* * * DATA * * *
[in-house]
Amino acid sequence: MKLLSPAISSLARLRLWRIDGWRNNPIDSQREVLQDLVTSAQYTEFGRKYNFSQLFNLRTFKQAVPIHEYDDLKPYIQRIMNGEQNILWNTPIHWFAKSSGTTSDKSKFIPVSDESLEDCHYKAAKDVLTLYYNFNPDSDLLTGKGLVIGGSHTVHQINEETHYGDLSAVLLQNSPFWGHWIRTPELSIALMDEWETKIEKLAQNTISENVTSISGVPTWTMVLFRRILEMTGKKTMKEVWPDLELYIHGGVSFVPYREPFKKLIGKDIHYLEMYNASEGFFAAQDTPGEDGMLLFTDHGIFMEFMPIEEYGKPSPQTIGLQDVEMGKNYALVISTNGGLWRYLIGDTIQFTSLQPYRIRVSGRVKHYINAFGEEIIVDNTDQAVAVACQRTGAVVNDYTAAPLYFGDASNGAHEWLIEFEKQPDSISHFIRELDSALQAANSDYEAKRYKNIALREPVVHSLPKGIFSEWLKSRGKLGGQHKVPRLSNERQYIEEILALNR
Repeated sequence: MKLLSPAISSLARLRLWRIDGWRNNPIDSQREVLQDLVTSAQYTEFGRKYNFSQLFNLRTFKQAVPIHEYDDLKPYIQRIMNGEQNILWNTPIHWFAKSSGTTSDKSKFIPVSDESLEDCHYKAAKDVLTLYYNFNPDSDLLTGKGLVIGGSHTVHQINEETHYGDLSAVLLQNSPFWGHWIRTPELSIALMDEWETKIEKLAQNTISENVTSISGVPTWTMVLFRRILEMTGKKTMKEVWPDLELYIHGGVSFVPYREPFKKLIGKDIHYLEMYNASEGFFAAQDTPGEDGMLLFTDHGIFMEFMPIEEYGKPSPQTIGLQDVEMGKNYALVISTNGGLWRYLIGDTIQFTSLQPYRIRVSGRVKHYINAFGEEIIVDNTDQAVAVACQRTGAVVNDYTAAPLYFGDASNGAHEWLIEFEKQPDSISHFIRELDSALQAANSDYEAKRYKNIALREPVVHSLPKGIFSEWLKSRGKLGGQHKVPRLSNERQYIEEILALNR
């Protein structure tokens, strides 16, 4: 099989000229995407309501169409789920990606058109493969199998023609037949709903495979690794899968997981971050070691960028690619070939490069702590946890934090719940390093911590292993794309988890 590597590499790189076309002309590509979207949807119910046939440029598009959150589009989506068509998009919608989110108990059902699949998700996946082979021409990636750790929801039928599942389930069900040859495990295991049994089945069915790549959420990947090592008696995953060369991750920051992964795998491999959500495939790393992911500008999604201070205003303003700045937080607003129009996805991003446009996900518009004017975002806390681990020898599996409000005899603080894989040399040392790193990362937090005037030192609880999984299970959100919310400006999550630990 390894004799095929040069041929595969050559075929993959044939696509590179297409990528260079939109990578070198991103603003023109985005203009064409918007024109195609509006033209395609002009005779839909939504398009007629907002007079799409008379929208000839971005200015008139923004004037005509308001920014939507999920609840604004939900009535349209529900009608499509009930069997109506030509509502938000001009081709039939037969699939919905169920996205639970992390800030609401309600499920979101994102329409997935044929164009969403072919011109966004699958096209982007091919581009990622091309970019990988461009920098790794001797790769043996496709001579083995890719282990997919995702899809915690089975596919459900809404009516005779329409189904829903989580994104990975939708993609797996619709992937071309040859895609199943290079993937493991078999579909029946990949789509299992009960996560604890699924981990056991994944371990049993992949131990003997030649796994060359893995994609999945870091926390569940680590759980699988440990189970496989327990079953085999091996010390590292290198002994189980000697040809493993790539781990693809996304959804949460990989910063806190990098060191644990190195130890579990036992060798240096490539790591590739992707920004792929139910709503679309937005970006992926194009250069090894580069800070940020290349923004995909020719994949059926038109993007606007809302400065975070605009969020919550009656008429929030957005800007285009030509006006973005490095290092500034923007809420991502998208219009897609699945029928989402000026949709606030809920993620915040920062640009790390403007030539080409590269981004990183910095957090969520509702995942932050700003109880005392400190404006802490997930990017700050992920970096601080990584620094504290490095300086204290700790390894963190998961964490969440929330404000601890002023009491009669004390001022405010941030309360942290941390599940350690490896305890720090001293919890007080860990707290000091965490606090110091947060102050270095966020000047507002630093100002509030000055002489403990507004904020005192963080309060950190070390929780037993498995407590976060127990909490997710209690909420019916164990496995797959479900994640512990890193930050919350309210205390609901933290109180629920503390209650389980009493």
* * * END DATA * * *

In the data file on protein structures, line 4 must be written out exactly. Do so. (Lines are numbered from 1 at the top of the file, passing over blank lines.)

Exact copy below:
């Protein structure tokens, strides 16, 4: 099989000229995407309501169409789920990606058109493969199998023609037949709903495979690794899968997981971050070691960028690619070939490069702590946890934090719940390093911590292993794309988890 590597590499790189076309002309590509979207949807119910046939440029598009959150589009989506068509998009919608989110108990059902699949998700996946082979021409990636750790929801039928599942389930069900040859495990295991049994089945069915790549959420990947090592008696995953060369991750920051992964795998491999959500495939790393992911500008999604201070205003303003700045937080607003129009996805991003446009996900518009004017975002806390681990020898599996409000005899603080894989040399040392790193990362937090005037030192609880999984299970959100919310400006999550630990 390894004799095929040069041929595969050559075929993959044939696509590179297409990528260079939109990578070198991103603003023109985005203009064409918007024109195609509006033209395609002009005779839909939504398009007629907002007079799409008379929208000839971005200015008139923004004037005509308001920014939507999920609840604004939900009535349209529900009608499509009930069997109506030509509502938000001009081709039939037969699939919905169920996205639970992390800030609401309600499920979101994102329409997935044929164009969403072919011109966004699958096209982007091919581009990622091309970019990988461009920098790794001797790769043996496709001579083995890719282990997919995702899809915690089975596919459900809404009516005779329409189904829903989580994104990975939708993609797996619709992937071309040859895609199943290079993937493991078999579909029946990949789509299992009960996560604890699924981990056991994944371990049993992949131990003997030649796994060359893995994609999945870091926390569940680590759980699988440990189970496989327990079953085999091996010390590292290198002994189980000697040809493993790539781990693809996304959804949460990989910063806190990098060191644990190195130890579990036992060798240096490539790591590739992707920004792929139910709503679309937005970006992926194009250069090894580069800070940020290349923004995909020719994949059926038109993007606007809302400065975070605009969020919550009656008429929030957005800007285009030509006006973005490095290092500034923007809420991502998208219009897609699945029928989402000026949709606030809920993620915040920062640009790390403007030539080409590269981004990183910095957090969520509702995942932050700003109880005392400190404006802490997930990017700050992920970096601080990584620094504290490095300086204290700790390894963190998961964490969440929330404000601890002023009491009669004390001022405010941030309360942290941390599940350690490896305890720090001293919890007080860990707290000091965490606090110091947060102050270095966020000047507002630093100002509030000055002489403990507004904020005192963080309060950190070390929780037993498995407590976060127990909490997710209690909420019916164990496995797959479900994640512990890193930050919350309210205390609901933290109180629920503390209650389980009493």